no quick or economical fix in this instance except for frequent
cleaning and painting of the affected areas to prevent or
slow down the corrosion.
It is now common knowledge that APT Infrared Thermography
plays a large part of fault diagonsics within the within all
aspects of the chemical and petrochemical industry. Not only
to monitor live equipment conditions but also to help identify
design, repair, and construction oversights. Although these
are some of the more common applications for APT Infrared
Thermography within these plants, there are many more uses
and applications. Many of the thermographic applications carried
out within chemical and petrochemical plants are very challenging
and require a solid understanding of plant equipment, processes,
and heat transfer physics in order to properly identify and
diagnose problems and conditions.
We carry out many surveys each year and guarantee to offer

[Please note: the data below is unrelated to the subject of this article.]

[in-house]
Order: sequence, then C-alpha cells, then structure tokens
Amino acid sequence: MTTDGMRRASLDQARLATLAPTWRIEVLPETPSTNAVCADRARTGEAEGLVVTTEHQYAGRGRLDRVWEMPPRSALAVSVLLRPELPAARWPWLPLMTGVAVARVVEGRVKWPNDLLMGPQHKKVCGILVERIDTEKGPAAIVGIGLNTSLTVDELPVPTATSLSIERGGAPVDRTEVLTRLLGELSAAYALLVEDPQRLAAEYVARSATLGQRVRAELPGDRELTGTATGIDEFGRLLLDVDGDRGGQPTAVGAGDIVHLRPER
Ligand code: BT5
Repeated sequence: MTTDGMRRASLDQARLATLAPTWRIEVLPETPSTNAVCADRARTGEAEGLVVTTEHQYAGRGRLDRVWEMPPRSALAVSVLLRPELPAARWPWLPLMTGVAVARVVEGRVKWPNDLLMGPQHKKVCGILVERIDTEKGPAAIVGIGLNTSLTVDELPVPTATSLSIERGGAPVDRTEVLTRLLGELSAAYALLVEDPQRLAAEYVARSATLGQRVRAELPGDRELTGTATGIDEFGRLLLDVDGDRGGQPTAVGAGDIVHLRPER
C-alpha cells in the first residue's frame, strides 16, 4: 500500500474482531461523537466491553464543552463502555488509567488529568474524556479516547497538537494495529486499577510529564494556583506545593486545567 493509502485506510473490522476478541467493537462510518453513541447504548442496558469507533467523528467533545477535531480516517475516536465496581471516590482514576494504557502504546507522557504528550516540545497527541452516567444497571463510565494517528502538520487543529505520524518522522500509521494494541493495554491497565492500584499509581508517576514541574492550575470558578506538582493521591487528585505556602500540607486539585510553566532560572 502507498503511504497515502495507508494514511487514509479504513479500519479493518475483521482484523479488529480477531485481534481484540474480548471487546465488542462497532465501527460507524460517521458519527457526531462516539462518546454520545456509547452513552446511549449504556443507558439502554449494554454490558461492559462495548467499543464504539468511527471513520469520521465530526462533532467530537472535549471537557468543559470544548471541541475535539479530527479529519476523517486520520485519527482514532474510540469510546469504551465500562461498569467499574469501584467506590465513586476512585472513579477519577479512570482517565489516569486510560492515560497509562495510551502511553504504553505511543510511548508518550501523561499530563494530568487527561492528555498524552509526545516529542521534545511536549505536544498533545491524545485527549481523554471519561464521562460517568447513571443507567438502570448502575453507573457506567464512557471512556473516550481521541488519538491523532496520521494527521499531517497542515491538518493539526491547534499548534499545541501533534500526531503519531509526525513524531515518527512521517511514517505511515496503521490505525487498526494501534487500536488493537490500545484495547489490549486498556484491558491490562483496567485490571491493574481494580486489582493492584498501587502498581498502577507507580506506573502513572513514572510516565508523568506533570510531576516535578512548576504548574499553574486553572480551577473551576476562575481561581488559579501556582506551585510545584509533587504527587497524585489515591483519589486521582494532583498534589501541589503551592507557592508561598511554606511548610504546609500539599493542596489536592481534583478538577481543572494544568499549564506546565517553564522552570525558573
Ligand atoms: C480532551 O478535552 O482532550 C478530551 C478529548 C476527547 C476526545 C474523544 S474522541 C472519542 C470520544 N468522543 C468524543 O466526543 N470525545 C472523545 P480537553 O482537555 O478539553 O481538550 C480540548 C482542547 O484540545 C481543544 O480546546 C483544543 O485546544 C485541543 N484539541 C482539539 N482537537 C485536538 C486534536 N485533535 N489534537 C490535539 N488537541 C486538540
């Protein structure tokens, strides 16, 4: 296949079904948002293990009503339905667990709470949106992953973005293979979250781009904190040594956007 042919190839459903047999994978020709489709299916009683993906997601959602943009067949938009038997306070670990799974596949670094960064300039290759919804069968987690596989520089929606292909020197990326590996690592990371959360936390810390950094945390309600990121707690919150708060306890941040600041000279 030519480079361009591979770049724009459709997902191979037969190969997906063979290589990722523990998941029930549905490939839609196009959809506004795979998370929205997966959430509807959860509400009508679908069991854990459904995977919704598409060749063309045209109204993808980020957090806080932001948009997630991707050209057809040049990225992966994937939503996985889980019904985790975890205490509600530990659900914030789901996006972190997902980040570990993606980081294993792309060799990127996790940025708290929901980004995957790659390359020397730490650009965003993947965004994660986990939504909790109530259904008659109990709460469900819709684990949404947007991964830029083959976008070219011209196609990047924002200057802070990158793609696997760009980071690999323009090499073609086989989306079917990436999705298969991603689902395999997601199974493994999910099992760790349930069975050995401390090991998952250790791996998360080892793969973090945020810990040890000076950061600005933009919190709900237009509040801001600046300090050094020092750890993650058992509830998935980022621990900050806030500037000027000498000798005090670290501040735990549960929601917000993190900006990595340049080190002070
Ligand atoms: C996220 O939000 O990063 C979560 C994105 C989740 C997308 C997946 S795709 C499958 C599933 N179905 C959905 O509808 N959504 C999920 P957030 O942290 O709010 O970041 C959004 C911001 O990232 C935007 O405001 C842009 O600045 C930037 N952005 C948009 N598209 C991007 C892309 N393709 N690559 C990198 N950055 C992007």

a professional, reliable, and helpful and offer competitive
pricing. We offer a last minute service at no extra cost,
and we also undertake weekend Infrared Infrared Thermography
surveys on both on Saturday and Sunday in order to meet your
out of hour’s survey requirements. We offer a nationwide
service offering a single supplier for all of your regional
offices and projects.
Most of our clients, who use us for the first time, continue
to use our services because of our proactive approach, this
has led to nationwide agreements with many the top UK Companies,
which allows them to benefit from even more competitive rates
as well as unrivalled service.
We also offer other specialist testing and reporting, such
• Air leakage Testing to Dwellings and Commercial Buildings
• Fire Enclosure Testing
• Sound Testing
• Energy Performance certificates, EPC, SAP & SBEM
APT Thermography - Further Information
If you have any questions or queries please don’t hesitate
to contact us:
By Mobile - 07967 233836 (available 7am to
By E-mail - email@example.com